The international donor conference on Haiti closed on July 20 with pledges of $1.037 billion from the international community, including $239 million from the United States. As the weeks and months pass, we will watch closely what becomes of these pledges.
The World Bank sounds absolutely giddy in its post-conference press release. One billion dollars sounds great, but it is worth noting that none of these pledges are on paper: They all come from press statements like the one made by Colin Powell. At Grassroots International, our auditor insists that a pledge must be very specific and in writing before it is considered real. The same standard should apply to these donor conferences.
A spokesperson at the United Nations said that the U.S. pledge was “a bit of this and a bit of that” and probably included a lot of humanitarian assistance, which is being handled in a totally separate appeal to the international community. In short, talk is cheap and the Haiti donor conference was a lot of talk.
And then there is the question of the nature of the plan presented to the Consultative Group. Writing in the Washington Post , interim Prime Minister Gerald Latorture makes his case for aid to Haiti. He is right about the need, but he fails to mention that he sought and received no input from civil society organizations representing Haiti’s poor majority. Most importantly, he fails to explain how the Interim Cooperation Framework (ICF) departs from the structural adjustment regime (called “the death plan” by Haitian activists) that is at least partly responsible for Haiti’s economic collapse.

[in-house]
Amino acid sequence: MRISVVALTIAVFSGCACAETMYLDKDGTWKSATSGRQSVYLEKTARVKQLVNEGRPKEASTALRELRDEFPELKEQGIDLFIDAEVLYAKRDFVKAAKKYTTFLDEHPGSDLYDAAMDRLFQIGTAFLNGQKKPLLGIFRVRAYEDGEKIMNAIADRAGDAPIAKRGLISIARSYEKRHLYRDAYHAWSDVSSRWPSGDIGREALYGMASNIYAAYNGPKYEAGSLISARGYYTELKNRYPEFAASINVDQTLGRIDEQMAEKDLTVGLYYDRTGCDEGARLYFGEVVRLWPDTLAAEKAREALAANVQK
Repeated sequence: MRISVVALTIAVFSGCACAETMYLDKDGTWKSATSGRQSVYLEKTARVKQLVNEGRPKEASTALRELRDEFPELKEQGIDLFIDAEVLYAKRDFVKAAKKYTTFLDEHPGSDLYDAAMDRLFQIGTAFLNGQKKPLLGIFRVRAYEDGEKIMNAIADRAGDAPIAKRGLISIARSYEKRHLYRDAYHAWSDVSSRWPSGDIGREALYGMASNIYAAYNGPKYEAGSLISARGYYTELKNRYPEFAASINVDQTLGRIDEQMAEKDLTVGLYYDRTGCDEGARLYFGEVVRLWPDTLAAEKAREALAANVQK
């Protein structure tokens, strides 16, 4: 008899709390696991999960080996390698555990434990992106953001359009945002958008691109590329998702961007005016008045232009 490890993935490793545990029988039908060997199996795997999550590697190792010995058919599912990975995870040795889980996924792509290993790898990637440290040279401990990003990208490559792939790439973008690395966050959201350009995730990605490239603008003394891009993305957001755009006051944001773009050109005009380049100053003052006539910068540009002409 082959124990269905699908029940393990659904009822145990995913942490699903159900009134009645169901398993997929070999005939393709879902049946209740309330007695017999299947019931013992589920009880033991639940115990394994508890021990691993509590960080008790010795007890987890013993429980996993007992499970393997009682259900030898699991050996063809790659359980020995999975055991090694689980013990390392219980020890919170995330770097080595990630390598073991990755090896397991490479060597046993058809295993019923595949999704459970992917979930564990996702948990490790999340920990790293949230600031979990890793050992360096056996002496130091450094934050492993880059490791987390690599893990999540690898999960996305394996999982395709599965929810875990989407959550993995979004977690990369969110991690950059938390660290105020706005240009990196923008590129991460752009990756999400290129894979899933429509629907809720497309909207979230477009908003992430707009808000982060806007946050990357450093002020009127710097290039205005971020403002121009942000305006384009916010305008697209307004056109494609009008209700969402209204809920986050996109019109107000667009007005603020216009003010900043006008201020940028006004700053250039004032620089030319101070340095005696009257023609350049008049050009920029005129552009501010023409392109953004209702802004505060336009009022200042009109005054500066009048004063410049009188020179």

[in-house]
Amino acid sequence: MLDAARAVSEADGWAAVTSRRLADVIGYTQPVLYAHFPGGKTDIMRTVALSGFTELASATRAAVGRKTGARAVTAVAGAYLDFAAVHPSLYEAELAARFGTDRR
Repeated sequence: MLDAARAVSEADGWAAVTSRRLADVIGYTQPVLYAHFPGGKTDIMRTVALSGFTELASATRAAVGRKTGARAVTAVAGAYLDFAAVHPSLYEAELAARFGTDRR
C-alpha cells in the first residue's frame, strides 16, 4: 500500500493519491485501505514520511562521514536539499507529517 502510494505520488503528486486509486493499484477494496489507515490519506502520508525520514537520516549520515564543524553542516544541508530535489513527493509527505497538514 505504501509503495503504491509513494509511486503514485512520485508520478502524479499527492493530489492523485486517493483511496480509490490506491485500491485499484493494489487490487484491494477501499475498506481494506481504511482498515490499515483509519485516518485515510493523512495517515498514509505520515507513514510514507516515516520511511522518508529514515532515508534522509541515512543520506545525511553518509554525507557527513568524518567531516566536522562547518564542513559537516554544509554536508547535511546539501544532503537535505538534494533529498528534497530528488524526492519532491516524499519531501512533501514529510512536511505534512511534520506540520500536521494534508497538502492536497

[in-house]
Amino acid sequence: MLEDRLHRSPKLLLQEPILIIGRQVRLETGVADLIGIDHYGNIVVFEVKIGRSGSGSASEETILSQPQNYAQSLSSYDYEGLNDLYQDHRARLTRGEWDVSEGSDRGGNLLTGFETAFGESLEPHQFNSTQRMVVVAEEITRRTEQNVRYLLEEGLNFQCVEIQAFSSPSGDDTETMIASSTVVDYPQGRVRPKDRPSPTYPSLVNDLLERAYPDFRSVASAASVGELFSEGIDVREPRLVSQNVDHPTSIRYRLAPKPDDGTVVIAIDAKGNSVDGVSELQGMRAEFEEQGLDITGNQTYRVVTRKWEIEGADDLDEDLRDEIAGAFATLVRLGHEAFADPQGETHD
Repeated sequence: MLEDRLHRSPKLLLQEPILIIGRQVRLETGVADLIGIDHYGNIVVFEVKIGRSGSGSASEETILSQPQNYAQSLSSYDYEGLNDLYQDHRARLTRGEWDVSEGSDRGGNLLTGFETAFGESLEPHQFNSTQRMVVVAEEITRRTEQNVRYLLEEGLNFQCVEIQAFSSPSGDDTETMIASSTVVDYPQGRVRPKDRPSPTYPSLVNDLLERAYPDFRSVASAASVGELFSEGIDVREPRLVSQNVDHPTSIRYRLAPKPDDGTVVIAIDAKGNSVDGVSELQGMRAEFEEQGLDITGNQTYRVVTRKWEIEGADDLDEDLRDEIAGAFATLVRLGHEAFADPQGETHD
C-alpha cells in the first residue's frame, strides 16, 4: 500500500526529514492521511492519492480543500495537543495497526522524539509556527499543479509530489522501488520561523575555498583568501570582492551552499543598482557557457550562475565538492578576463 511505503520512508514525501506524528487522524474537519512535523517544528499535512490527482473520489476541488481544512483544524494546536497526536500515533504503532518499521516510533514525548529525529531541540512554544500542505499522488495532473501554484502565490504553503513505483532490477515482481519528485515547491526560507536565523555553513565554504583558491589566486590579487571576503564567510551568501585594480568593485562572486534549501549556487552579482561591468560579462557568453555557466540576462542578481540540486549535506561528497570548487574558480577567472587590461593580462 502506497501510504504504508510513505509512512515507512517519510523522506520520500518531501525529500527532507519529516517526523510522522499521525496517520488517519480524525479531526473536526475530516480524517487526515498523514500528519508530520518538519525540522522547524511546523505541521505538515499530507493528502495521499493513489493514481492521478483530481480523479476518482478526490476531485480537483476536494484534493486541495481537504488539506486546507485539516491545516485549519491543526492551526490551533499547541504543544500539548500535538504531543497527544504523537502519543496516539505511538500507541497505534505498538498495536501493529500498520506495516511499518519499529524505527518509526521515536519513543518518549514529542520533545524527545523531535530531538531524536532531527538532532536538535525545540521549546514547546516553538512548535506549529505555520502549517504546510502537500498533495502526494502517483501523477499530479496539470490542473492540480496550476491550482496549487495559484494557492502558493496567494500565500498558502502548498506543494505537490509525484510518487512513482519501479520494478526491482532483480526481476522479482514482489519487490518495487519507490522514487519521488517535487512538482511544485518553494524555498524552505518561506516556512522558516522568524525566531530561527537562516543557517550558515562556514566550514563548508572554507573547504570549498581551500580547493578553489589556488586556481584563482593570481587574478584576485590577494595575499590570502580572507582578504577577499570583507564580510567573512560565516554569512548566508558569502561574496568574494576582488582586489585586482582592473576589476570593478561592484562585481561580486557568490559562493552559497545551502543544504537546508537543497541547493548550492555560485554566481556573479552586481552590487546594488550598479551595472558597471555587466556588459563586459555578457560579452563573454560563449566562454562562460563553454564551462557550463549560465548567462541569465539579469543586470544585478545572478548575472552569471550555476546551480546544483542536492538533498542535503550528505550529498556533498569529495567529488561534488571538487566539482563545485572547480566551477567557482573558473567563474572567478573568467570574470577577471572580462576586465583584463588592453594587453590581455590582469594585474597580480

Even if the $1.037 billion comes through, there is little reason to believe that it will represent a departure from the past for Haiti. A number of Haiti solidarity organizations held a demonstration at the site of the Consultative Group meeting on July 20. Their press release offers another view of the ICF. While it is heavy on rhetoric, the statement is very consistent with what progressive Haitian organizations have been saying about the reconstruction plan. This convergence in views between U.S. Haiti solidarity organizations and Haiti’s popular movement is to be welcomed.